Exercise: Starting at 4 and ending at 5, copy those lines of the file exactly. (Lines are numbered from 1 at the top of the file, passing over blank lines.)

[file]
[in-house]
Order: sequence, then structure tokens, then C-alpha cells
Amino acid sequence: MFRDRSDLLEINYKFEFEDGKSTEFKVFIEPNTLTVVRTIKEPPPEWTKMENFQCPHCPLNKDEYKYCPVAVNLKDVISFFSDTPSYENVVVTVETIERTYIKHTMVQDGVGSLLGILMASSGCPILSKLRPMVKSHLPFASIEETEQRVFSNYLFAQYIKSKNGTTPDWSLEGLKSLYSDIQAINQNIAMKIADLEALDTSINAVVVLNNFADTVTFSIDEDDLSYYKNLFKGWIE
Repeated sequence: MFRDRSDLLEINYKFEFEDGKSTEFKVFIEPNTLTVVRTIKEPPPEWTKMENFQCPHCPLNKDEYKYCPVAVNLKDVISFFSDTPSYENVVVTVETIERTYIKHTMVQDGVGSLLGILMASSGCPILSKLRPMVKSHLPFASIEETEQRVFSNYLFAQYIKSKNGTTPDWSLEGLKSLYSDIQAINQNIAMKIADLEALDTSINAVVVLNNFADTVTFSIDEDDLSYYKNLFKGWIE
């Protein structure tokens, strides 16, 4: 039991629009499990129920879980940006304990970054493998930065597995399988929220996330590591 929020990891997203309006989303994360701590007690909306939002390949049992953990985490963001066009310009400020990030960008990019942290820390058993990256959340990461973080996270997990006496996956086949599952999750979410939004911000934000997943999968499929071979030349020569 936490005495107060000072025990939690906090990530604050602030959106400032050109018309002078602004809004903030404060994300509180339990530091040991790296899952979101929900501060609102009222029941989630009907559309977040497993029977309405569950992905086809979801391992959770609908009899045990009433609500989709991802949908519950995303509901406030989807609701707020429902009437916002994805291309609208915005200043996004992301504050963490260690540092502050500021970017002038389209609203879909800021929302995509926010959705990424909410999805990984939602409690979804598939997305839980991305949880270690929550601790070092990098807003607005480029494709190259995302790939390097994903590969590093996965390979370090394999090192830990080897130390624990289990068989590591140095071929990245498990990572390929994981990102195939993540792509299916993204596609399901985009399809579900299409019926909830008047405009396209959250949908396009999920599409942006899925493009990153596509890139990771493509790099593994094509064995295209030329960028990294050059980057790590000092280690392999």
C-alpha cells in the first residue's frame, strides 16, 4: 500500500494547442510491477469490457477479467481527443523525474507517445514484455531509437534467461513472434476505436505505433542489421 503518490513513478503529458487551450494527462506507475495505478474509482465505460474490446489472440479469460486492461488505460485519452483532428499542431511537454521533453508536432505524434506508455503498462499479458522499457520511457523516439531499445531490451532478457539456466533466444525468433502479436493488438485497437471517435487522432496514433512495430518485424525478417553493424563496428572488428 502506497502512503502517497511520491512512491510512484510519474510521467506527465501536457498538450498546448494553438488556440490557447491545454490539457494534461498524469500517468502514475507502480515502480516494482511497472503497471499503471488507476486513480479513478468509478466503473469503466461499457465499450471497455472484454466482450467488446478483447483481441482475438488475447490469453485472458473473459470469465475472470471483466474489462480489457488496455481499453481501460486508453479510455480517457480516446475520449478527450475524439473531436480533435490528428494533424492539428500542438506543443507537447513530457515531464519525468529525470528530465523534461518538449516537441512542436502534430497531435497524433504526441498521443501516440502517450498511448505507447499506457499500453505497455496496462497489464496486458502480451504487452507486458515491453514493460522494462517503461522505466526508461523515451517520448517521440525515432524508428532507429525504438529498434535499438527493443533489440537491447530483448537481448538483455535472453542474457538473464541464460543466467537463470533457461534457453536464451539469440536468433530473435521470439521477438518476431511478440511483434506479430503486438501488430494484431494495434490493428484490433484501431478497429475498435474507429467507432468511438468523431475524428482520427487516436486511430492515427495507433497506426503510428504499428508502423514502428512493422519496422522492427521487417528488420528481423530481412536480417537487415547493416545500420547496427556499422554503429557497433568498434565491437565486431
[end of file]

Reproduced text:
Repeated sequence: MFRDRSDLLEINYKFEFEDGKSTEFKVFIEPNTLTVVRTIKEPPPEWTKMENFQCPHCPLNKDEYKYCPVAVNLKDVISFFSDTPSYENVVVTVETIERTYIKHTMVQDGVGSLLGILMASSGCPILSKLRPMVKSHLPFASIEETEQRVFSNYLFAQYIKSKNGTTPDWSLEGLKSLYSDIQAINQNIAMKIADLEALDTSINAVVVLNNFADTVTFSIDEDDLSYYKNLFKGWIE
């Protein structure tokens, strides 16, 4: 039991629009499990129920879980940006304990970054493998930065597995399988929220996330590591 929020990891997203309006989303994360701590007690909306939002390949049992953990985490963001066009310009400020990030960008990019942290820390058993990256959340990461973080996270997990006496996956086949599952999750979410939004911000934000997943999968499929071979030349020569 936490005495107060000072025990939690906090990530604050602030959106400032050109018309002078602004809004903030404060994300509180339990530091040991790296899952979101929900501060609102009222029941989630009907559309977040497993029977309405569950992905086809979801391992959770609908009899045990009433609500989709991802949908519950995303509901406030989807609701707020429902009437916002994805291309609208915005200043996004992301504050963490260690540092502050500021970017002038389209609203879909800021929302995509926010959705990424909410999805990984939602409690979804598939997305839980991305949880270690929550601790070092990098807003607005480029494709190259995302790939390097994903590969590093996965390979370090394999090192830990080897130390624990289990068989590591140095071929990245498990990572390929994981990102195939993540792509299916993204596609399901985009399809579900299409019926909830008047405009396209959250949908396009999920599409942006899925493009990153596509890139990771493509790099593994094509064995295209030329960028990294050059980057790590000092280690392999």